I also felt that Richard E. Grant had a lot more to do this time around.  He seemed sort of wasted in the role of Simeon in “The Snowmen.”  But here, portraying the Great Intelligence itself, he was a suitably menacing villain.

The Whisper Men were downright scary.  When I first saw them, I thought they might be part of the Silence.  But they were quickly reveled to be the creations of the Great Intelligence.  They definitely make much more effective servants than its past tools, namely those robot Yeti who looked liked big, cuddly teddy bears, or the animated Victorian snowmen.  At the end of “The Name of the Doctor,” the Intelligence has seemingly been destroyed.  But if it does resurface again, I hope it will have the Whisper Men in tow.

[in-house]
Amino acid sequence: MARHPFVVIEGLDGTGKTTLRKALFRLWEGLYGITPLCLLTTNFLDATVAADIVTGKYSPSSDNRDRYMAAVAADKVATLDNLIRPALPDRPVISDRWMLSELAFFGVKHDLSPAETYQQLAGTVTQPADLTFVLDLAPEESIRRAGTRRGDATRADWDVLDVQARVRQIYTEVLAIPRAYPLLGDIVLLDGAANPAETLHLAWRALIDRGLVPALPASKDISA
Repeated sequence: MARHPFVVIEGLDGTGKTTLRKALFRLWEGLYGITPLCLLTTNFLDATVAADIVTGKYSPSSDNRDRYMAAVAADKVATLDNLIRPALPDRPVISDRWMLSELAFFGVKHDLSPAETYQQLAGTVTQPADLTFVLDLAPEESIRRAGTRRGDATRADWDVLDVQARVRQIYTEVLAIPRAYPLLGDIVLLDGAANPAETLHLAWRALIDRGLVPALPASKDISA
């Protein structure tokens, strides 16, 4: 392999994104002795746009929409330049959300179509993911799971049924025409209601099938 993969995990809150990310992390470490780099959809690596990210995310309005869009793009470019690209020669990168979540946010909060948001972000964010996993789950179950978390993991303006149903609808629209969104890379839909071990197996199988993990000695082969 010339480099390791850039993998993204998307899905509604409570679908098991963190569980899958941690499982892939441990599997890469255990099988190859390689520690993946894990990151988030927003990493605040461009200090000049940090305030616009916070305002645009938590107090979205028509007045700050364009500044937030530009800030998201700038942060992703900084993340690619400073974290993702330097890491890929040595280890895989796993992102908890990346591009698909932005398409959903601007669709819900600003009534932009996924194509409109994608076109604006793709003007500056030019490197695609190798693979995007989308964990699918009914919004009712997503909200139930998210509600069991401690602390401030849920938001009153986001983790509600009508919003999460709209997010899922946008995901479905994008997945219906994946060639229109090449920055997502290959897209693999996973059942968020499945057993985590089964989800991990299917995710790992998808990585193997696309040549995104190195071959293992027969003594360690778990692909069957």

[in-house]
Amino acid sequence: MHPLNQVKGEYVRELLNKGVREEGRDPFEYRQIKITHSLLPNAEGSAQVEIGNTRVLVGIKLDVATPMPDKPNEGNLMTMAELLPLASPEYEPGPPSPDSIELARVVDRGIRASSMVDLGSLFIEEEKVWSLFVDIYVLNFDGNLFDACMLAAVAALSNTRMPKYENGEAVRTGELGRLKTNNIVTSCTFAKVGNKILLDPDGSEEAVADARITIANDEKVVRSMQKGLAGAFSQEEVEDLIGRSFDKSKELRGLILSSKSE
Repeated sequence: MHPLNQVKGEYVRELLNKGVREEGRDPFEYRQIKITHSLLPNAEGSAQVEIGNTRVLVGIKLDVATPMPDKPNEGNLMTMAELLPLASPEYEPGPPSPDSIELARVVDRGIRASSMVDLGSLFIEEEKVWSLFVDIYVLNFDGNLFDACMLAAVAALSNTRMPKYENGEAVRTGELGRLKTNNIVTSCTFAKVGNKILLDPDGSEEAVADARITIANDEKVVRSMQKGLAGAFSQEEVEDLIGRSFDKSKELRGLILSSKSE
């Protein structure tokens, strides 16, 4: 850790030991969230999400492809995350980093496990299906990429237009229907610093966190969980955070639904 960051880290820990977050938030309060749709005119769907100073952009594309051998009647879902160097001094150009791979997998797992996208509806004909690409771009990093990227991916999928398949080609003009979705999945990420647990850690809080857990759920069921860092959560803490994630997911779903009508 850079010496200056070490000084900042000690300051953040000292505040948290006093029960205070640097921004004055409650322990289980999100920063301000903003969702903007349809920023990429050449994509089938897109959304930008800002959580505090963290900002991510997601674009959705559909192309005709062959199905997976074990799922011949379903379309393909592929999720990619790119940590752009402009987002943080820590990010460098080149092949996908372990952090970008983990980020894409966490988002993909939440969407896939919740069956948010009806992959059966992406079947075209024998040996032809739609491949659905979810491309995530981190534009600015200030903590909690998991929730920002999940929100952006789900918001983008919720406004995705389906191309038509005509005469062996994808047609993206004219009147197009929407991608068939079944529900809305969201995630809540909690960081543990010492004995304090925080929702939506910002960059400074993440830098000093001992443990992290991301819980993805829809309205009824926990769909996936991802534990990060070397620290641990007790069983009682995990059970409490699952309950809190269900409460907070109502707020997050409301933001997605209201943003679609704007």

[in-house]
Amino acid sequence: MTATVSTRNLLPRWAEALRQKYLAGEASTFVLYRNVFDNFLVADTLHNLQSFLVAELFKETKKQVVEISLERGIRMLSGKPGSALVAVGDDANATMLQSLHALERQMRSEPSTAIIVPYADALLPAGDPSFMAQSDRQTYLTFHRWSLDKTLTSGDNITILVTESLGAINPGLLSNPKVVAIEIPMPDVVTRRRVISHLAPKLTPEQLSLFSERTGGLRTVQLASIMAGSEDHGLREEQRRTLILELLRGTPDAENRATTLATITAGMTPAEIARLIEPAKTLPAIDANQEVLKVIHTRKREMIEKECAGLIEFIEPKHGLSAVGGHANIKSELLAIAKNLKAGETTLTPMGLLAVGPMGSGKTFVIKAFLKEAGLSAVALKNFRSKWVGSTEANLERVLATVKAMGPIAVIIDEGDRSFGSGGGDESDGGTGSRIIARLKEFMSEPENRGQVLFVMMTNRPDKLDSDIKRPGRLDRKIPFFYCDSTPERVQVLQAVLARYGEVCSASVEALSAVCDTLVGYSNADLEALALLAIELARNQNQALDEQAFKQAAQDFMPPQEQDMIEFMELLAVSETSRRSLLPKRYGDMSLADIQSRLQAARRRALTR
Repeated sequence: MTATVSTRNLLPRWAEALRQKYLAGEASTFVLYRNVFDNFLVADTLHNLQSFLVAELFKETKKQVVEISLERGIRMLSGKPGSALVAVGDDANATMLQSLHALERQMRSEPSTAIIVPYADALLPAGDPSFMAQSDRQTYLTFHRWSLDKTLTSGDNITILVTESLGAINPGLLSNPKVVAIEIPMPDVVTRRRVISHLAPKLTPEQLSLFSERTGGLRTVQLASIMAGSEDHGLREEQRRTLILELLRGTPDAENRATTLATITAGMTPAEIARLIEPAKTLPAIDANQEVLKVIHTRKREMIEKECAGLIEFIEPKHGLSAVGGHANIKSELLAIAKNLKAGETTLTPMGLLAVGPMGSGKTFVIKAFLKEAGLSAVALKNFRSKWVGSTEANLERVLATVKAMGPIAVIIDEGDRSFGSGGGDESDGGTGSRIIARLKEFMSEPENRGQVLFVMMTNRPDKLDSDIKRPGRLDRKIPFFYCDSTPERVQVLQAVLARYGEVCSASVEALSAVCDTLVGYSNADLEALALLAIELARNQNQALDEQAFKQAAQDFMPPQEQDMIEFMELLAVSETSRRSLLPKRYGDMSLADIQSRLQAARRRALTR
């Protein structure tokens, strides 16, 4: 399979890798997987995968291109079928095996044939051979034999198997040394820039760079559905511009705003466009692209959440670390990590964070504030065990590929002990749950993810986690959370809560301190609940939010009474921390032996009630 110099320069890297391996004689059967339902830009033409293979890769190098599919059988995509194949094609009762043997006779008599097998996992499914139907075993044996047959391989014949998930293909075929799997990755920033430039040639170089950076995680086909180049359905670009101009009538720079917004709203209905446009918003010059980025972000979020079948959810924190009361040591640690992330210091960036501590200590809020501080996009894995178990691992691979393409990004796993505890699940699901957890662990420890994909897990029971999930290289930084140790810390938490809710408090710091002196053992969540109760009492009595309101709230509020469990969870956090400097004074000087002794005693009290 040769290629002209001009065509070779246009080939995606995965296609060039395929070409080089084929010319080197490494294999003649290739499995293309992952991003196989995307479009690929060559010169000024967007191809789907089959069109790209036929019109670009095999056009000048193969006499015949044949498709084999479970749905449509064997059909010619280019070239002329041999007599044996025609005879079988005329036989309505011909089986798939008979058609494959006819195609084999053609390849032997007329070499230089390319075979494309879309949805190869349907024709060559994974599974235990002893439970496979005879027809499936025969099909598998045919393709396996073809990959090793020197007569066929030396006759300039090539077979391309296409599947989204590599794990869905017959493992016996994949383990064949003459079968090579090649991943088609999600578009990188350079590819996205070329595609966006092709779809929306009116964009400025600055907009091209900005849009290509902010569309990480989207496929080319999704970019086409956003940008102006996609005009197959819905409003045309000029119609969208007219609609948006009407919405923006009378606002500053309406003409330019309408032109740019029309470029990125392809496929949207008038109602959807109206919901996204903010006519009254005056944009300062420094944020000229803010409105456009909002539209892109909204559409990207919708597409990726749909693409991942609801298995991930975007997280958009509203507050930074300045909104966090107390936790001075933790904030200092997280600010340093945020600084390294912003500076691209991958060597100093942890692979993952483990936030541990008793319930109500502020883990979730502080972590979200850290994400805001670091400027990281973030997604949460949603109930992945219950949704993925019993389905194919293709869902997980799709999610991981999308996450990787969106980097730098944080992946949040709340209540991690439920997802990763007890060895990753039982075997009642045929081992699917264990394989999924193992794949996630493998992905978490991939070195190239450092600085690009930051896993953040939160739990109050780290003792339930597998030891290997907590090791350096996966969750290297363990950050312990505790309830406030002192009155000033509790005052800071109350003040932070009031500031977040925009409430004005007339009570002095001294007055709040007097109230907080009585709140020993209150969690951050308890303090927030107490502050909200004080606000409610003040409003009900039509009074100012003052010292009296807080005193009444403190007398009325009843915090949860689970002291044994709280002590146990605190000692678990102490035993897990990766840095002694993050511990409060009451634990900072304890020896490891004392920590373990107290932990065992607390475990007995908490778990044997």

Oh, yes, speaking of the Silence… was this what they were so worried about?  In “Let’s Kill Hitler,” it was stated that the reason why the Silence want to kill the Doctor is that he is destined to be asked the oldest question in the universe, at which point “Silence will fall.”  Later on, in “The Wedding of River Song,” it is revealed that this question is the Doctor’s identity, in other words “Doctor who?”  We were also told that the question would be asked on “the fields of Trenzalore.”  Well, that seems to be just what happens here in “The Name of the Doctor.”  The Great Intelligence asks the Doctor what his name is, and the question does get answered, albeit by River Song.  And as a result, the Intelligence infects the Doctor’s timeline, history is massively rewritten for the worse, and all the stars in the sky begin to go out.  That could very well be interpreted as silence falling across the universe.